Not Just Dads Getting that Bread

Research on fatherhood indicates a rise in stay-at-home fathers and single fathers over the past few decades.

Diagram showing differences in employment within families over time

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As definitions and expectations of genders continue to evolve, so do family, work, and home lives. Earlier this year, the Pew Research Center examined changes in American parenthood in terms of employment, participation in household duties, and opinions on parent roles over the past half-century. The findings on fatherhood indicate a rise in stay-at-home fathers and single fathers over the past few decades. The time dads spend on child care has increased from 2.5 in 1965 to 8 hours per week in 2016, compared to moms at 10 to 14 hours per week. Paid work for dads has decreased from 46 to 43 hours per week.

Although these changes are small, especially considering the 50-year timeline, the research suggests a substantial drop in families in which fathers are the only employed adult. As of 2016, within heterosexual couples fathers alone worked in only 27% of families that had at least one child under 18 years; most families with children are dual income. The proportion of couples with mothers as the sole breadwinner rose very little since 1970.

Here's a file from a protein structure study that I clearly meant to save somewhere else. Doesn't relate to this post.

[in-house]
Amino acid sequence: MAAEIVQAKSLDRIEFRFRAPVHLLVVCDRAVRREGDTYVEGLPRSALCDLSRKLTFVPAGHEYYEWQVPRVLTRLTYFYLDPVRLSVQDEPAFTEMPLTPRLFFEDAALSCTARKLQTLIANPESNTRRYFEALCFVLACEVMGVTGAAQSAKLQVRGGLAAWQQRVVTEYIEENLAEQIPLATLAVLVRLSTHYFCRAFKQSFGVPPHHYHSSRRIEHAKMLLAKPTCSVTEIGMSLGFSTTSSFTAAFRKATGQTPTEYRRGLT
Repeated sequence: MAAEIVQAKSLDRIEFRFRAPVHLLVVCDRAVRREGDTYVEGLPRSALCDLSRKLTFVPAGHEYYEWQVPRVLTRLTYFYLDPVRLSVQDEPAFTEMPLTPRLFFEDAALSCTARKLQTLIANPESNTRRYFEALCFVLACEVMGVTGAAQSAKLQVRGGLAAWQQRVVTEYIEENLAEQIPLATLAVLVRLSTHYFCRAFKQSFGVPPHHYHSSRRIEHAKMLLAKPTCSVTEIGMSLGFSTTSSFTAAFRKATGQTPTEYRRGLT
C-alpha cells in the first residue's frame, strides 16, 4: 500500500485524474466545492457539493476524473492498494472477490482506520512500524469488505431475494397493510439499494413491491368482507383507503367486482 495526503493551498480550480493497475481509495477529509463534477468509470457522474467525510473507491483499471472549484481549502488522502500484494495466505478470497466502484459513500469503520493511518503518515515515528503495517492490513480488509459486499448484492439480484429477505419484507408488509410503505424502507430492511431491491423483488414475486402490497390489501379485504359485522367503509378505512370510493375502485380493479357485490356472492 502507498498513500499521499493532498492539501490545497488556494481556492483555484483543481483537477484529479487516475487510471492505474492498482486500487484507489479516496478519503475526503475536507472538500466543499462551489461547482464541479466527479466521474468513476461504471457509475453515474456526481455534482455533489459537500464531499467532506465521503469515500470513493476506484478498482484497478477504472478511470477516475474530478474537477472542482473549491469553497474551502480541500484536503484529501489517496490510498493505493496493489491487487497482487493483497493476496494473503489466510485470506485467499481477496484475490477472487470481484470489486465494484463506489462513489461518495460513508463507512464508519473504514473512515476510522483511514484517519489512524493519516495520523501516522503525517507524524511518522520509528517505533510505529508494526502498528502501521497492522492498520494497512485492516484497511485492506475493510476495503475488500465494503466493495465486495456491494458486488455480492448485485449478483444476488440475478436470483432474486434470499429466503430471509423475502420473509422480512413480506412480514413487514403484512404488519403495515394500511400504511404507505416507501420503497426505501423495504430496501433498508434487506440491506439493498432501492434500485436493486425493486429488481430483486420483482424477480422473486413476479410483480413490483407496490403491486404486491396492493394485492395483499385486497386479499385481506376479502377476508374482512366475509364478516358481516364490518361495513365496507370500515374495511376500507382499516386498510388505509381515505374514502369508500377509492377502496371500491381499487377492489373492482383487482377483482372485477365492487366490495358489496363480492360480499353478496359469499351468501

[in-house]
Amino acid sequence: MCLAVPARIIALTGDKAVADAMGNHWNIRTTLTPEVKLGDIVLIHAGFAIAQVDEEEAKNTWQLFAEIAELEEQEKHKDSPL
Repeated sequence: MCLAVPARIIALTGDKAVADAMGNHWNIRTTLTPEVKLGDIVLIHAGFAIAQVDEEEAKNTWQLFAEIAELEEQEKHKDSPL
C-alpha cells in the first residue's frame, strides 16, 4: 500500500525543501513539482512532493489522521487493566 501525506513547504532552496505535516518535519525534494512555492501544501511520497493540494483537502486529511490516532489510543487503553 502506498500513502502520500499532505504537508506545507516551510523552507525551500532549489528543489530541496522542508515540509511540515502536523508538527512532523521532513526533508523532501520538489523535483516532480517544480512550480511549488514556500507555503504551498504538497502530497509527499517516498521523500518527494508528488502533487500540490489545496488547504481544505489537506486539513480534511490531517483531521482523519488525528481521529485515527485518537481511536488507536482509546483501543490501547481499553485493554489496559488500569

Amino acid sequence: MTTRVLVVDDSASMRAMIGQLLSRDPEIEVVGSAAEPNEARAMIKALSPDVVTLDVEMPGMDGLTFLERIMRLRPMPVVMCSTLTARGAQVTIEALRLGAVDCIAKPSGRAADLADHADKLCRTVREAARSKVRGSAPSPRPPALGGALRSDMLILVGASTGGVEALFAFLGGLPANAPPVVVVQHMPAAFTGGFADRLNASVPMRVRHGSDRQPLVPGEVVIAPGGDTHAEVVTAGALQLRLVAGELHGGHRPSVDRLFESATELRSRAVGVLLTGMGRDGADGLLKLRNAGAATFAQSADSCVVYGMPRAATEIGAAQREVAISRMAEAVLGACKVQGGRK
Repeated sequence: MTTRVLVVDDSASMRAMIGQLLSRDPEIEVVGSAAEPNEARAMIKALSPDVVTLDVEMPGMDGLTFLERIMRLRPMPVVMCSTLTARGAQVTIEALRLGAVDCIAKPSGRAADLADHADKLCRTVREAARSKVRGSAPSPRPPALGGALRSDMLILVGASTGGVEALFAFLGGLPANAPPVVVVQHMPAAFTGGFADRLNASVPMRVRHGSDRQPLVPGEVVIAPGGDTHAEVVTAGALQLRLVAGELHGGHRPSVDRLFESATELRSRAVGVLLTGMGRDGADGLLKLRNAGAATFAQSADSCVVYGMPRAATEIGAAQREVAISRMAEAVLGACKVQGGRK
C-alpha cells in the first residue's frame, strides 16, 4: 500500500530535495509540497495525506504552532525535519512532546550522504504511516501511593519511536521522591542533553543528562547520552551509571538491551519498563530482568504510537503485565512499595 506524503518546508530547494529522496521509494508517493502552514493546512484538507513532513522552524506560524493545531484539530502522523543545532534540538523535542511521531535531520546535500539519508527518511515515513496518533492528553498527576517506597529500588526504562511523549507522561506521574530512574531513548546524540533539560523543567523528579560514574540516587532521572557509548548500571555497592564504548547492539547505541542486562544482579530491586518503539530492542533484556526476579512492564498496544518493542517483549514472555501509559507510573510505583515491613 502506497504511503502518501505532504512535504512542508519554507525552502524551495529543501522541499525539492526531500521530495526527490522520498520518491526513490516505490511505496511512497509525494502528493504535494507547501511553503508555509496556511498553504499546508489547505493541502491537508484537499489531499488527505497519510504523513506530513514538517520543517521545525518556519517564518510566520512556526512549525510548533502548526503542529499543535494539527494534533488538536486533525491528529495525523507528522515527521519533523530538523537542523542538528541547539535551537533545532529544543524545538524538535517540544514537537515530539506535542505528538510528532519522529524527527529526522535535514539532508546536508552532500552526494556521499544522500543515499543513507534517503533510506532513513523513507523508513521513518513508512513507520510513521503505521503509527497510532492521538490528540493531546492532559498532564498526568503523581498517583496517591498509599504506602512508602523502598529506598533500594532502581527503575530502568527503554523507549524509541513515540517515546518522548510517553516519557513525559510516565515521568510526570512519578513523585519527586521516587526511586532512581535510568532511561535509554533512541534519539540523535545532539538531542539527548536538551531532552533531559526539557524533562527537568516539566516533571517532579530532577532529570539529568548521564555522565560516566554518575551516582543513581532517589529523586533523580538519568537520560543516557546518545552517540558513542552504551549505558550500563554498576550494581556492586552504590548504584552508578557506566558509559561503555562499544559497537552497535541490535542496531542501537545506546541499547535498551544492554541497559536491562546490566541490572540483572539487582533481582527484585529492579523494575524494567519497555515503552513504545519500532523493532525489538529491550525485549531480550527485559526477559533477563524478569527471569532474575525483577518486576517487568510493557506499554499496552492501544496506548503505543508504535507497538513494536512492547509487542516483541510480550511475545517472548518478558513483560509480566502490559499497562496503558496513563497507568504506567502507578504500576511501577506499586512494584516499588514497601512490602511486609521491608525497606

Pew also found that 63% of dads in the United States believe they spend too little time caring for their children. Most adults who think it is ideal for one parent to stay home for child-rearing prefer that one parent to be the mother; 75% think that having more working women makes child-rearing more difficult. Gender roles have shifted over the past five decades, but women in the work force has remained steady for the last three.

Databyte via Kim Parker and Gretchen Livingston, 7 Facts about American Dads. Pew Research Center.